WASHINGTON – In a last-ditch effort to devise a plan to win international support for using force to disarm Saddam Hussein, President Bush will meet Sunday with the leaders of America's two closest allies on the Security Council — British Prime Minister Tony Blair and Spanish Prime Minister Jose Maria Aznar.
In a meeting billed as a bid "to pursue every last bit of diplomacy," the three will convene in the Azores, a traditional mid-Atlantic refueling stop about 900 miles west of Portugal. The Portuguese islands are considered diplomatically neutral ground, and Lisbon has granted the U.S. permission to use its Lajes Field air base there in a war against Iraq.
The hastily arranged summit will include talk about strategies for salvaging the troubled war resolution at the U.N. Security Council. The three leaders will talk about the language of the resolution as more doubts arise as to whether a vote will even take place.
The leaders also are likely to discuss plans for Iraq in any scenario in which Saddam is deposed.
"Not acting to rid the world of weapons of mass destruction is neither politically nor morally acceptable," Aznar said in Spain on Friday as millions of Spanish workers staged anti-war protests. Blair, under fire for backing Bush on Iraq, welcomed both the summit and a new U.S. push for Middle East peace.
Russia on Friday issued another blow to U.S. efforts when it denounced British amendments to the resolution and refused U.S. demands to expel Iraqi envoys.
"The British proposals on Iraq are not constructive and do not solve the main problem — preventing the use of force against Baghdad," Deputy Foreign Minister Yuri Fedorov told Interfax news agency.
Russia, a permanent and veto-holding member of the Security Council, has said it will not support any fresh U.N. resolution paving the way for war.
Meanwhile, Security Council members are awaiting a report from Baghdad on what Iraq did with its stockpiles of anthrax. U.N. officials said the report — due Friday — likely will have to be translated from Arabic.
Iraq has claimed the anthrax was destroyed in 1991.
Also on Friday, Chile — supported by the five other undecided nations — presented yet another resolution to the Security Council, one that would propose giving Saddam three more weeks to comply with five disarmament demands.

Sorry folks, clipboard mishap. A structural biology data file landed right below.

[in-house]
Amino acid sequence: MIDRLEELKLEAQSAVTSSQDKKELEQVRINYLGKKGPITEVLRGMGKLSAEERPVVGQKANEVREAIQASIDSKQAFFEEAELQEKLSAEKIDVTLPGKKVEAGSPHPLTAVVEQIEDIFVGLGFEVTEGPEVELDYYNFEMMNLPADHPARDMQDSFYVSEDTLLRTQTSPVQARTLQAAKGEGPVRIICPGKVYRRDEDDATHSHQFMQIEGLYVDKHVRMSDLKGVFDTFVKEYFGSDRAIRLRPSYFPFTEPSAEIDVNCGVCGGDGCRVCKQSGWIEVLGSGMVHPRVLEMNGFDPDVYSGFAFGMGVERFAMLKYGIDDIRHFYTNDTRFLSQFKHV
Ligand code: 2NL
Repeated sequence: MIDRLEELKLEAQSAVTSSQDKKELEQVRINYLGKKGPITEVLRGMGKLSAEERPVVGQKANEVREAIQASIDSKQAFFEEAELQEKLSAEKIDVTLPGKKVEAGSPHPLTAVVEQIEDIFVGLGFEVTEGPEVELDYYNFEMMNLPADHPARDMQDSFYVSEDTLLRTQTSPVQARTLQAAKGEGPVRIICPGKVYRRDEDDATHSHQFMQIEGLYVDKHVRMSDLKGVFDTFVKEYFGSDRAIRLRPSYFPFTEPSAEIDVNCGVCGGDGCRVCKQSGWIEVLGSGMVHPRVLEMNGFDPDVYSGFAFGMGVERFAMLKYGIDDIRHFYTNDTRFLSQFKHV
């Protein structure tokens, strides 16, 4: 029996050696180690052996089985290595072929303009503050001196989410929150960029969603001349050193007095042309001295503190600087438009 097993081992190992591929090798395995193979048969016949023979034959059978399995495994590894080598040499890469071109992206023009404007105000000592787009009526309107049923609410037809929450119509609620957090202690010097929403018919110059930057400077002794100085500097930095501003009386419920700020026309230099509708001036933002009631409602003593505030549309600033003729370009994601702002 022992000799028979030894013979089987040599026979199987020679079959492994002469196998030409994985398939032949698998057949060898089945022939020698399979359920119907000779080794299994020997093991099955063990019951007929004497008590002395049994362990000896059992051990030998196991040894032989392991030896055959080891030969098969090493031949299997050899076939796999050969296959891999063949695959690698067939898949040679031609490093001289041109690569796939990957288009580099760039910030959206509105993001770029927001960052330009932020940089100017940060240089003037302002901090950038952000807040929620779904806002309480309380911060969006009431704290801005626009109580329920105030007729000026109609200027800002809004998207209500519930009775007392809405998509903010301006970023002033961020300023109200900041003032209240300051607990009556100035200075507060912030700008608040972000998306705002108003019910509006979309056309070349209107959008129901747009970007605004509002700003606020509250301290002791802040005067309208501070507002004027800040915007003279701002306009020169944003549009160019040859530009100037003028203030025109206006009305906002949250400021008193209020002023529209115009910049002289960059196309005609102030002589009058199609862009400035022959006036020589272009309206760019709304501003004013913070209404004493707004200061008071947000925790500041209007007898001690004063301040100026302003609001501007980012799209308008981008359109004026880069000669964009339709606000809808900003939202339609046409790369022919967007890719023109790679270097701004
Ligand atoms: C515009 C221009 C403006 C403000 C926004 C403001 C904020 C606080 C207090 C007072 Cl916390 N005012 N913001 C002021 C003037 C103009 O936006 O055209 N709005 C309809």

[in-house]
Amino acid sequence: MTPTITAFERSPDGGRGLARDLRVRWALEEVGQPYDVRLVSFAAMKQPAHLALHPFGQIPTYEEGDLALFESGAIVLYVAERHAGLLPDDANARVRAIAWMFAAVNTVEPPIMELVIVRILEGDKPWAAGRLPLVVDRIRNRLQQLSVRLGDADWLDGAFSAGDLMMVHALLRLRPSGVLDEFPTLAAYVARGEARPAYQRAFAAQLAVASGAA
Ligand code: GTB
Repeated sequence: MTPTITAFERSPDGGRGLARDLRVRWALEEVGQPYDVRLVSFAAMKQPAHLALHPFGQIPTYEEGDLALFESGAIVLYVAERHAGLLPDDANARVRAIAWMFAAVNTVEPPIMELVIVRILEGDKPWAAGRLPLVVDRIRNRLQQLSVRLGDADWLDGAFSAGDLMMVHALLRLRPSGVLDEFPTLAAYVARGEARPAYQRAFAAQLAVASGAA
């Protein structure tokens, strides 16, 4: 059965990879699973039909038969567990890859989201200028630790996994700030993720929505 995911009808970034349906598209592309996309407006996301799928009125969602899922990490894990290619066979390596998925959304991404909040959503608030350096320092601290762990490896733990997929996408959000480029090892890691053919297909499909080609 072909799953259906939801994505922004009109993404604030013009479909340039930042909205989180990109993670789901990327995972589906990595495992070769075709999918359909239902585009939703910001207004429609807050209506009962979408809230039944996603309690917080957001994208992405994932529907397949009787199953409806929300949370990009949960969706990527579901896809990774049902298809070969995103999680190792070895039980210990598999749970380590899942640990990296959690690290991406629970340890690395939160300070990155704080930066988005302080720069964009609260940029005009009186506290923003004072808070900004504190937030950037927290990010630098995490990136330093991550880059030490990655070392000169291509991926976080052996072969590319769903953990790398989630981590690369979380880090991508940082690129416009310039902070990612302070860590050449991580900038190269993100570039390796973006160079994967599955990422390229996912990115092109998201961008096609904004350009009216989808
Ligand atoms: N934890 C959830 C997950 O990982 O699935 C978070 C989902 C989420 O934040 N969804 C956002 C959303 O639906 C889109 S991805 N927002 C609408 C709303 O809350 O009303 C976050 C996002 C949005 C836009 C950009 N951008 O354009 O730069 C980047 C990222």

Chilean President Ricardo Lagos said that if Iraq fails to disarm by the given deadline, Saddam should be ready to assume the consequences, including a war.
"We believe there is still room for a peaceful solution," Lagos told a news conference, after his government said it won't support a resolution setting a March 17 deadline. He called that deadline "unrealistic and peremptory."
Bush spokesman Ari Fleischer said Friday that the White House would flat-out reject the Chilean offer.
"That's a non-starter," Fleischer told reporters.
Diplomats also continued political wrangling over the resolutions on Friday and said they expected the talks to last through the weekend.
"There are consultations going on with all members of the council, especially with the undecided six," Germany's U.N. ambassador, Gunter Pleuger, told reporters at the United Nations. "The way to do that is to find common ground … unity of the council is certainly something we all appreciate. The question is on what ground will we find that unity."
Both sides of the war debate — the opposition being led by France — are trying to sway the six undecided countries over to their side: Cameroon, Guinea, Angola, Chile, Pakistan and Mexico.
"The 'six' are just trying to be helpful," Pakistan's ambassador to the United Nations, Munir Akram, said Thursday. "At this moment, there is no clear way out."
Akram said his country welcomes the America-British-Spanish talks if they'll "in any way contribute" to a consensus.
Syrian U.N. ambassador Mikhail Wehbe said his country believes Resolution 1441 should be "exhausted to give the inspectors enough time to achieve their job and their arms."